In the fall 2012 we announced that RubyMine supported RubyMotion, an amazing toolset for building native iOS apps with Ruby. Since then RubyMotion has started supporting OS X, watchOS, and Android, while RubyMine has become a full-featured RubyMotion IDE with smart code completion, testing and debugging features on board.
Today we can proudly announce the start of a new era for both RubyMotion and RubyMine. With the version 4.0, RubyMotion now has a free starter edition!
The RubyMotion support in RubyMine has been extracted into a plugin that is now available on GitHub under the Open Source license. The RubyMotion team has agreed to help with maintaining the plugin and ensuring that RubyMine is able to make use of all existing and future RubyMotion features, so we hope these efforts make RubyMotion even more attractive for Ruby developers and help RubyMine to stay on the cutting edge.
Our teams have been partners from the very beginning, helping each other make both products better. We are very thankful to the RubyMotion team for this long-term collaboration that now seems to be a good friendship. We have also sponsored RubyMotion #inspect annual conference and had our talks there every year. Now both companies have agreed to start a series of collaborative efforts in order to better promote our products. Stay tuned and look for a RubyMotion tag in our blog!
Can you believe that the first Monday of this September is already here? The seasons are changing but we are staying on track with the Early Access Program – please welcome the next RubyMine Kusunoki build 142.4465.
At the conference we will have a JetBrains booth and will be happy to show you RubyMine and WebStorm demos, answer any questions you have in mind, share useful tips & tricks and latest product news.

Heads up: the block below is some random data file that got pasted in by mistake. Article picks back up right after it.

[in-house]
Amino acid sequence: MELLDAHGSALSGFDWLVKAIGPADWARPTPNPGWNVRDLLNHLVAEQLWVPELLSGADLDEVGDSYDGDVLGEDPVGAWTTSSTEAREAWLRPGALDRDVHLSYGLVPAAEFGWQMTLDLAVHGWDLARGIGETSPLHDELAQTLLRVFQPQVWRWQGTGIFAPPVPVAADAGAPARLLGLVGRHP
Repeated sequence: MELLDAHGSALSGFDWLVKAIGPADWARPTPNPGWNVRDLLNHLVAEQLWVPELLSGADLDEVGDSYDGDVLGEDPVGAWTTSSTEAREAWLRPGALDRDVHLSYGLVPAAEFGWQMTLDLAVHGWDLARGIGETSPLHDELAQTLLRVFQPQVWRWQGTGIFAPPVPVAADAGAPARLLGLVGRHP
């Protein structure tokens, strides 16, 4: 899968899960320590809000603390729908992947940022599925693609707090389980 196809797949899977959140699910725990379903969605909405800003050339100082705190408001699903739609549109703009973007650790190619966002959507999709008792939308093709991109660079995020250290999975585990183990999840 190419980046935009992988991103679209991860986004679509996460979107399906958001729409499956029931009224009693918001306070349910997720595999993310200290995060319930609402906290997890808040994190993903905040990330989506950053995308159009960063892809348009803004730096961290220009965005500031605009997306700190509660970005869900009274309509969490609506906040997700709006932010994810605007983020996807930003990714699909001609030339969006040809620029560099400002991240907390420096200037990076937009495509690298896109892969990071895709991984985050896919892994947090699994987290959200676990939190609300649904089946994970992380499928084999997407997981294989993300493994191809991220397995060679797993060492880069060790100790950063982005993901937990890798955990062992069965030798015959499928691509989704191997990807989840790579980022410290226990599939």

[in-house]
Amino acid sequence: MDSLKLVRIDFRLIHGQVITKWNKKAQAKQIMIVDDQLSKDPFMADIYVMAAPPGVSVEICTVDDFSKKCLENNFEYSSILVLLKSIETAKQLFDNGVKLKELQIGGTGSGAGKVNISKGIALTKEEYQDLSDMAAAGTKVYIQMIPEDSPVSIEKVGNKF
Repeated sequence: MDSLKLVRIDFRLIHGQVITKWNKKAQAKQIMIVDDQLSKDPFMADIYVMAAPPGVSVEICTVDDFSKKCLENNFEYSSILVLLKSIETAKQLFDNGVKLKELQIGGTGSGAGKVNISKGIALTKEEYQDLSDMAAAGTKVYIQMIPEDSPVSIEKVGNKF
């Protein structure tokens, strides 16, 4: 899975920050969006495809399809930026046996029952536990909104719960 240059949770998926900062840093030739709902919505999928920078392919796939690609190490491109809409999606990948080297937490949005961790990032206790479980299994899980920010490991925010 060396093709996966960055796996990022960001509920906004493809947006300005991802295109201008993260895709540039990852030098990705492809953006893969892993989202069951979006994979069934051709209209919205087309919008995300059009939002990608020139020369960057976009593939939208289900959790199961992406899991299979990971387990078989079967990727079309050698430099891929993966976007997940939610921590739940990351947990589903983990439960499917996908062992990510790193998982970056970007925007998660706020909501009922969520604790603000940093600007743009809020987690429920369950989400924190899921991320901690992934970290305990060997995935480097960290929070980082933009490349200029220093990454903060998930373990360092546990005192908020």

We also would like to invite you to our workshop with Ekaterina Prigara and Tatiana Vasilyeva Thursday, September 3rd, 11:30.
Power Up Your Development with RubyMine/WebStorm
This workshop will show you how to achieve a streamlined development workflow in RubyMine and WebStorm. We’re going to create a simple web app from scratch using Ruby, Rails and React so you can try handy IDE features like coding assistance, refactorings and integration with development tools on the fly. No matter what code editor you use, join us on this journey to productivity – whether to give these IDEs a first try or to learn new productivity features.
Develop with pleasure!
JetBrains RubyMine and WebStorm Teams
August is coming to its end and we seem to have returned from the magic land of summer. We hope all of you had a lot of adventures, great weekends and had a rest so now you are prepared for the fall just like we are. This fall is going to bring us new challenges and new joy and it is definitely going to deliver the next major RubyMine version!
As we want to make our development process more transparent and share with you our progress on the new IDE features, with this program we are going to publish new builds every Monday. You can try some of the new features months before the public release, and hopefully provide your valuable feedback that will help us improve the IDE for you. The EAP builds are free and can be installed side-by-side with your stable version of RubyMine.